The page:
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Development and field validation of an environmental DNA (eDNA) assay for invasive clams of the genus Corbicula
AuthorCowart, Dominique A.
Renshaw, Mark A.
Gantz, Crysta A.
Egan, Scott P.
Lodge, David M.
Larson, Eric R.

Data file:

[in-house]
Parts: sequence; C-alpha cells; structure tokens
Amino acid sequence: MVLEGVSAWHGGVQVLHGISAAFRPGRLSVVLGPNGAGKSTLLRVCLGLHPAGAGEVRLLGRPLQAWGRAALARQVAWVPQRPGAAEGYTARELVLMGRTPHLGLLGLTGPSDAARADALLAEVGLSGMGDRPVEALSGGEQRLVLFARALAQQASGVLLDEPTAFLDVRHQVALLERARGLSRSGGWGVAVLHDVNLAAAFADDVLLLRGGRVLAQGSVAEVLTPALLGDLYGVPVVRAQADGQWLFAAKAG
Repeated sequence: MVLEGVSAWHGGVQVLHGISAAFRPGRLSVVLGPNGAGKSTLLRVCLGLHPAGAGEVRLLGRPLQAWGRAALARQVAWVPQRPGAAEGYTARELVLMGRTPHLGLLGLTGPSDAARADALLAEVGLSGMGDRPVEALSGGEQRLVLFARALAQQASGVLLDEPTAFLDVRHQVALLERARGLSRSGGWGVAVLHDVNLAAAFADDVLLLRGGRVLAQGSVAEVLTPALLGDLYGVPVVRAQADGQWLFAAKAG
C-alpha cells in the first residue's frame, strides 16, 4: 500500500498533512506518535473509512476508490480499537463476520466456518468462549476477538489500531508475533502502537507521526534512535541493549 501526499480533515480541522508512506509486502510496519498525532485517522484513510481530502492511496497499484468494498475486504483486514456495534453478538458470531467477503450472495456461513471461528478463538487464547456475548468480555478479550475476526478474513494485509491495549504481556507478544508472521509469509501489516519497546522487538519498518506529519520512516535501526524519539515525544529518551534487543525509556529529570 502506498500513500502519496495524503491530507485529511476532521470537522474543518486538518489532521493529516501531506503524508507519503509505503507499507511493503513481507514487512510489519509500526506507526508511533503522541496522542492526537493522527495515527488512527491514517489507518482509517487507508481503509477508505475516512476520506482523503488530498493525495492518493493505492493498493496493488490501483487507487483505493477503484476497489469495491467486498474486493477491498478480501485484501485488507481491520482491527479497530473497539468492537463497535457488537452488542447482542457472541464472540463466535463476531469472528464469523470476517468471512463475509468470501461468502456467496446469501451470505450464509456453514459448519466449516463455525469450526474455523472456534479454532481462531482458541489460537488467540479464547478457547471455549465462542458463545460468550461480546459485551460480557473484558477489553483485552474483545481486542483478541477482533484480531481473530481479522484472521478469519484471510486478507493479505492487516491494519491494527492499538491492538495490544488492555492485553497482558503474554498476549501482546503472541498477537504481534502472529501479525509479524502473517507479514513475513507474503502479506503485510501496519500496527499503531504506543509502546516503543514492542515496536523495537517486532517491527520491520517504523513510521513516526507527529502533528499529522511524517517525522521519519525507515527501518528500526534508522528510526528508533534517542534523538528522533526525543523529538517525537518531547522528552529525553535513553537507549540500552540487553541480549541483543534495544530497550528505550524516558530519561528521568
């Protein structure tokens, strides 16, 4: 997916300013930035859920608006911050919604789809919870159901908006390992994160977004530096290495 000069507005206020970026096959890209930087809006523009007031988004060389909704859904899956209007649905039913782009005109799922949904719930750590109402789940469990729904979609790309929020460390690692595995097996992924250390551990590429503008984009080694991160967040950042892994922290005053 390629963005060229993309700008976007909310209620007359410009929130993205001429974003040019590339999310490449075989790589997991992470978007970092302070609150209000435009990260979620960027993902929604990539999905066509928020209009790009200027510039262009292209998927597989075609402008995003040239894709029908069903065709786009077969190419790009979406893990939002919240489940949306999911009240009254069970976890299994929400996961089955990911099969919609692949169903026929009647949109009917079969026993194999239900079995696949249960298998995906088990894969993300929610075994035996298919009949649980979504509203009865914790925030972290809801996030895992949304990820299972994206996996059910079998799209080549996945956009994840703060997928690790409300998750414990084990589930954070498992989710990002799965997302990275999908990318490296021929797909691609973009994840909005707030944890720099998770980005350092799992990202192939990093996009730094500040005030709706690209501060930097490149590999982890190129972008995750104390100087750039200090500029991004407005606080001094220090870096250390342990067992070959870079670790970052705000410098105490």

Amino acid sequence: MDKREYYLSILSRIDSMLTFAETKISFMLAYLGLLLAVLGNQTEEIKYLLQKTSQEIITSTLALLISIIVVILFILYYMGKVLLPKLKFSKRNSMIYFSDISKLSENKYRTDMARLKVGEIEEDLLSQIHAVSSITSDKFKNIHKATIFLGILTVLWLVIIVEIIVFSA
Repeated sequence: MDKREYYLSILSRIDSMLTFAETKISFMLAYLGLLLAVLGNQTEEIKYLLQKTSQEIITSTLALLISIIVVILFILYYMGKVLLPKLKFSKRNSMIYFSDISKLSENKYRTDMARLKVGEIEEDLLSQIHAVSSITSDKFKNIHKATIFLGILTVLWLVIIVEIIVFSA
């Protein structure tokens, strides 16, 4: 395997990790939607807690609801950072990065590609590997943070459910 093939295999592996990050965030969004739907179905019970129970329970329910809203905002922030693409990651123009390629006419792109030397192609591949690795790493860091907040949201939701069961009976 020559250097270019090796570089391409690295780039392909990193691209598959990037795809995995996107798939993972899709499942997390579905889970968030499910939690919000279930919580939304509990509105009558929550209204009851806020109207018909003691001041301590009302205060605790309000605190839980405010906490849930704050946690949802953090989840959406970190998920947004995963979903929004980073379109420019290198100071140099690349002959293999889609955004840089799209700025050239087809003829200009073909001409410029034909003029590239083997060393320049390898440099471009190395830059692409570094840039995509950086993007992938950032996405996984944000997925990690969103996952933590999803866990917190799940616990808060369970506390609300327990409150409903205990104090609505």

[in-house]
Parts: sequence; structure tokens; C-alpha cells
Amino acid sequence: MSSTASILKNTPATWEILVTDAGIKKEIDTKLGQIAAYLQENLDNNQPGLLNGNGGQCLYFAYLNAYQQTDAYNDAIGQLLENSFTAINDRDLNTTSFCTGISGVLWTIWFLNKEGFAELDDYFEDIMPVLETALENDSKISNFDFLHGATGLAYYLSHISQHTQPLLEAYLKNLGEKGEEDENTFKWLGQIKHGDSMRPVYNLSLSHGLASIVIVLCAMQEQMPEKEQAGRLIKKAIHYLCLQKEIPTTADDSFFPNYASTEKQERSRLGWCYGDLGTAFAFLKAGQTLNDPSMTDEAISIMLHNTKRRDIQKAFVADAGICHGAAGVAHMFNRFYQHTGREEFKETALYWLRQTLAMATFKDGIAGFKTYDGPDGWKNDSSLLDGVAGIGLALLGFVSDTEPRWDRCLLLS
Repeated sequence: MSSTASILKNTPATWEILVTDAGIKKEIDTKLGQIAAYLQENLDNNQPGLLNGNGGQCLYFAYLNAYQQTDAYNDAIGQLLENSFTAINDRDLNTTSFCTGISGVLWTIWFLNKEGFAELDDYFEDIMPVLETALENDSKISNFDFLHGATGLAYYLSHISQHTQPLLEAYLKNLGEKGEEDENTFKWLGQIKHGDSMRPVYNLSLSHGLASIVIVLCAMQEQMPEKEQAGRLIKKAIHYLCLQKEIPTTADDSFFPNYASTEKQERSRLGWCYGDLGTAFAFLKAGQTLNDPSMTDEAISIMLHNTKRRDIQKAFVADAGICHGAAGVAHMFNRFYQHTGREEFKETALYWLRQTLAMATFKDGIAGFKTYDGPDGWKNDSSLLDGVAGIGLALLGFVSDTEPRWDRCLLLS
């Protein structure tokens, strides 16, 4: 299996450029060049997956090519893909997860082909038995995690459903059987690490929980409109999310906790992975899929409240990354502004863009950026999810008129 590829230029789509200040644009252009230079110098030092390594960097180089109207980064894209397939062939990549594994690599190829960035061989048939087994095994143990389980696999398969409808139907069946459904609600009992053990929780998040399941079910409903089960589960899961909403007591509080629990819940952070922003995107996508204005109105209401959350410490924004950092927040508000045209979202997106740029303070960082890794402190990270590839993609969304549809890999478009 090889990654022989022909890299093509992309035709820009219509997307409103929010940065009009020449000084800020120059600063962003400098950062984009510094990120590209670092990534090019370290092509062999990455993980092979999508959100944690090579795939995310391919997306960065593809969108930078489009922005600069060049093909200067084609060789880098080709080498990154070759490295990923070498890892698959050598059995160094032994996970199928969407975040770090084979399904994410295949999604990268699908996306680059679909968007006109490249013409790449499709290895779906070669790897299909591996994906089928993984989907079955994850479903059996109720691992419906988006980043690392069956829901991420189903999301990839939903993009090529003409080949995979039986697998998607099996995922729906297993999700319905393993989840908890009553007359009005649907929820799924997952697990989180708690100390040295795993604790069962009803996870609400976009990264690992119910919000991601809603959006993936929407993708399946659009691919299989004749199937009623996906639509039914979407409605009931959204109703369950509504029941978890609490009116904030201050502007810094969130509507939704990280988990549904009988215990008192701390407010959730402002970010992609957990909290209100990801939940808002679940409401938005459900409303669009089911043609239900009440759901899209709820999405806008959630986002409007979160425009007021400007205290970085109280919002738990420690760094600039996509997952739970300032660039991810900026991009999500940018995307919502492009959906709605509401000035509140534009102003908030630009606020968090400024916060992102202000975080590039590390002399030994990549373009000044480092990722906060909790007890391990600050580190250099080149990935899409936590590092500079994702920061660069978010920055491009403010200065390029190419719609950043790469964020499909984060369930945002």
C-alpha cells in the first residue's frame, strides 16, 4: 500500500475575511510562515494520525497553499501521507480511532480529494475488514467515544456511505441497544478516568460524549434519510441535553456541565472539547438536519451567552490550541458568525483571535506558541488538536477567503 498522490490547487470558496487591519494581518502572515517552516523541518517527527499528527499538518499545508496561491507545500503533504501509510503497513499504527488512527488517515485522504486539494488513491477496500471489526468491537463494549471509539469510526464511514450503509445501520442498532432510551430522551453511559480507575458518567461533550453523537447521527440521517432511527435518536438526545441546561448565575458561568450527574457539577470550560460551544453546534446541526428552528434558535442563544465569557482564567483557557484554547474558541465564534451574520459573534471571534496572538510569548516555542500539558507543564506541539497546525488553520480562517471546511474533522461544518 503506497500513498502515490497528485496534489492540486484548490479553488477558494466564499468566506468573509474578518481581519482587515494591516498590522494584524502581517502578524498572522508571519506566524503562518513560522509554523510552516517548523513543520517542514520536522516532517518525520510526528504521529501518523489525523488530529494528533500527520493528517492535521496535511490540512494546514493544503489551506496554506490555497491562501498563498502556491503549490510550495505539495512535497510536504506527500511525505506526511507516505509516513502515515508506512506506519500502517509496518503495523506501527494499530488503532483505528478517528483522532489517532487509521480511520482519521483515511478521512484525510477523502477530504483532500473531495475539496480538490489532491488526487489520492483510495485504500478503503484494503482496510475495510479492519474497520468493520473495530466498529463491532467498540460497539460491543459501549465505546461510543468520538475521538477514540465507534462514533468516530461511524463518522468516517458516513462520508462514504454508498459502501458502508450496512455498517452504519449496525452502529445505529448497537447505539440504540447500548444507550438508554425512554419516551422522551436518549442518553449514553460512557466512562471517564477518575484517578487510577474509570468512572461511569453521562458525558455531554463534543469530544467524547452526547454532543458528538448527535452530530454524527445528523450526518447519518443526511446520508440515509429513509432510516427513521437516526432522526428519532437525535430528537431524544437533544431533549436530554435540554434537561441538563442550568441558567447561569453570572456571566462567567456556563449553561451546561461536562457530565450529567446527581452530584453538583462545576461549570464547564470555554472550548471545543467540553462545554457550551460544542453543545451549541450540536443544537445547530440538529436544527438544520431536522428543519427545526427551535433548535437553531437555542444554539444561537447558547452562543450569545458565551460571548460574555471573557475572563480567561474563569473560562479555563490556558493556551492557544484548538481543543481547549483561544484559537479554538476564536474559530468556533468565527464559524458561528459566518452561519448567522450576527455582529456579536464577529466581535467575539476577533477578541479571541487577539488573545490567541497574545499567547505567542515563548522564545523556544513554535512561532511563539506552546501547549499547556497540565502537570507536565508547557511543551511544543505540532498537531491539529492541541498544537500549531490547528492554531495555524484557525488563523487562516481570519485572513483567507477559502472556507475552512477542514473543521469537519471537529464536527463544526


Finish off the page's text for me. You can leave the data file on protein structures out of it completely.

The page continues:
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Early detection is imperative for successful control or eradication of invasive species, but many organisms are difficult to detect at the low abundances characteristic of recently introduced populations. Environmental DNA (eDNA) has emerged as a promising invasive species surveillance tool for freshwaters, owing to its high sensitivity to detect aquatic species even when scarce. We report here a new eDNA assay for the globally invasive Asian clam Corbicula fluminea (Muller, 1774), with field validation in large lakes of western North America. We identified a candidate primer pair for the Cytochrome c oxidase subunit 1 (COI) gene for C. fluminea. We tested it for specificity via qPCR assay against genomic DNA of the target species C. fluminea, and synthetic DNA gBlocks for other non-target species within and outside of the genus Corbicula. Our best identified primer amplifies a 208-bp fragment for C. fluminea and several closely related species within the genus, but was specific for these non-native Asian clams relative to native mollusks of western North America. We further evaluated this assay in application to eDNA water samples for the detection of C. fluminea from four lakes in California and Nevada, United States, where the species is known to occur (including Lake Tahoe) relative to seven lakes where it has never been observed. Our assay successfully detected C. fluminea in all four lakes with historic records for this species, and did not detect C. fluminea from the seven lakes without known populations. Further, the distribution of eDNA detections within Lake Tahoe generally matched the known, restricted distribution of C. fluminea in this large lake. We conclude from this successful field validation that our eDNA assay for C. fluminea will be useful for researchers and managers seeking to detect new introductions and potentially monitor population trends of this major freshwater invader and other closely related members of its genus.